- Menstrual Hygiene: Studies suggest that over 70% of reproductive diseases in women originate from poor menstrual hygiene. Even so, only 12% of women in India have access to and use sanitary napkins. A large proportion of women continue to use unhygienic, medically troublesome alternatives to pads, causing a health hazard. The issue is not just of lack of access and affordability, but also that of scarcity of awareness and knowledge. Mr. Scindia is committed to ensuring that women across MP are made aware and are given access to menstrual hygiene products at affordable prices.
- Reservation for Women in Parliament: Scindia recognizes that to make all these changes possible and to see the nation and individual states adopt a systematic change, it is necessary to have more women in the decision-making positions — it is essential to build an environment conducive for the empowerment of women by having more women in Parliament and in public service. As such, he lends his unflinching support to the Women’s Reservation Bill, bolstered by the Indian National Congress. In 1989, Rajiv Gandhi first envisioned women’s reservation and campaigned for it in Parliament and state assemblies. However, this was thwarted by the Opposition at the time, but realised later in 1993 by achieving 33% quota for women in Panchayats and municipal bodies through the 73rd & 74th constitutional amendment bills, signalling a grassroots revolution from the bottom-up. The Bill to take this forward and mandate a third of seats in Parliament and state legislatures was passed by Rajya Sabha in 2010, defeated in Lok Sabha as the UPA didn’t have a full majority, was not supported by allied. It has languished since then in the lower house, and the same BJP that made it an election promise has made no effort to see it through. Despite repeated reminders by Former Congress President Sonia Gandhi to PM Narendra Modi, urging him to take advantage of the majority his party enjoys and assuring full support by INC in both Houses, BJP has not shown any political will in four years.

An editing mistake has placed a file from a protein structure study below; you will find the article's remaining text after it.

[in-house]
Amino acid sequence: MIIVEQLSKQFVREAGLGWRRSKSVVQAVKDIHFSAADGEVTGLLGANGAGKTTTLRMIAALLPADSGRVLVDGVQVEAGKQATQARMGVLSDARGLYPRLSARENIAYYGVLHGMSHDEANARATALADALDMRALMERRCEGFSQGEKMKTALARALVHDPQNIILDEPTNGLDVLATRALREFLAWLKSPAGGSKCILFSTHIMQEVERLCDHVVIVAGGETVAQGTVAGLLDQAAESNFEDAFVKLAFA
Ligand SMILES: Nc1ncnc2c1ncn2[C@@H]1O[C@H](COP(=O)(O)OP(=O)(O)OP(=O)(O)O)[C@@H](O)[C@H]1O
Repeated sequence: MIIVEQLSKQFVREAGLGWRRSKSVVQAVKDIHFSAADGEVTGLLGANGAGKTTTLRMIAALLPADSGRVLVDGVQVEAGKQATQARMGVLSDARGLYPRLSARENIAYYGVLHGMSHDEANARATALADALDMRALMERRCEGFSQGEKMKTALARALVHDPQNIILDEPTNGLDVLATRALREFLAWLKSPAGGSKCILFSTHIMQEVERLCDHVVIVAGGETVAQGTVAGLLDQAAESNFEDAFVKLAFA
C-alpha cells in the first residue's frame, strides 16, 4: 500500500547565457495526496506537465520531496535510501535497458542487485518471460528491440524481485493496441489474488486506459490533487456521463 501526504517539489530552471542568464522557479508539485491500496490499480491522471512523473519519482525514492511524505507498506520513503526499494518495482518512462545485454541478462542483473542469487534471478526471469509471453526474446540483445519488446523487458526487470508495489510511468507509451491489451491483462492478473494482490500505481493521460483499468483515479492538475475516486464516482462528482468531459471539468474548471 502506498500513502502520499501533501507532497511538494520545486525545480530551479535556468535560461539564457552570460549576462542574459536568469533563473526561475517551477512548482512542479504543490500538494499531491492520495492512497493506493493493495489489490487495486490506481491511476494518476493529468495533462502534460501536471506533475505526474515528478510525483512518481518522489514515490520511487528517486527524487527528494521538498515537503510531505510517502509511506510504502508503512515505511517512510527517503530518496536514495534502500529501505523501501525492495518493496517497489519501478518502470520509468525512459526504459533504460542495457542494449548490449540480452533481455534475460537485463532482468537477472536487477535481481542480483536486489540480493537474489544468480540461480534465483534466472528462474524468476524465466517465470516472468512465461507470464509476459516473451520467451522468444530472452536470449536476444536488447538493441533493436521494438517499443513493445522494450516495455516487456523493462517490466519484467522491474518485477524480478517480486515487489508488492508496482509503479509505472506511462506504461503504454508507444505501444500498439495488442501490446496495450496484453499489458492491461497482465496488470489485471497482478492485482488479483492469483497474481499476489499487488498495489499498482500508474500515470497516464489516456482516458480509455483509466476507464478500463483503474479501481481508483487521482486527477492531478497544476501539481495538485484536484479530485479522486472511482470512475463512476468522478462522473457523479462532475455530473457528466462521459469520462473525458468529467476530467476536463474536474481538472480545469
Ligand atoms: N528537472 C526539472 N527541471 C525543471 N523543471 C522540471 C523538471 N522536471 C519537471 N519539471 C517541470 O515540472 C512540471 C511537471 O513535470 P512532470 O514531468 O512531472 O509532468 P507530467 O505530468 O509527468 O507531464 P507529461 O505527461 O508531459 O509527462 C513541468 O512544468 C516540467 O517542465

Work so far
Towards achieving this goal of gender equality and ensuring health, safety and education for women, Mr. Scindia has made a number of interventions in his constituency:
- Lifeline Express: The world’s first hospital on a train, stops in his constituency of Guna (covering a district each every year), where it provides quality gynaecological care to girls and women. Started in 2003, the Lifeline Express has so far treated over 1.7 lakh patients in and around Guna, Shivpuri and Ashoknagar.
- Girls Hostels: To encourage education of the girl child, Mr. Scindia has paid special attention to setting up girls hostels in various academic institutes across his constituency.
- Solar Lights: in villages that are not yet connected to the electric grid, now allow women to undertake a range of activities, from household chores to income-generating activities like weaving and stitching at hours of their convenience.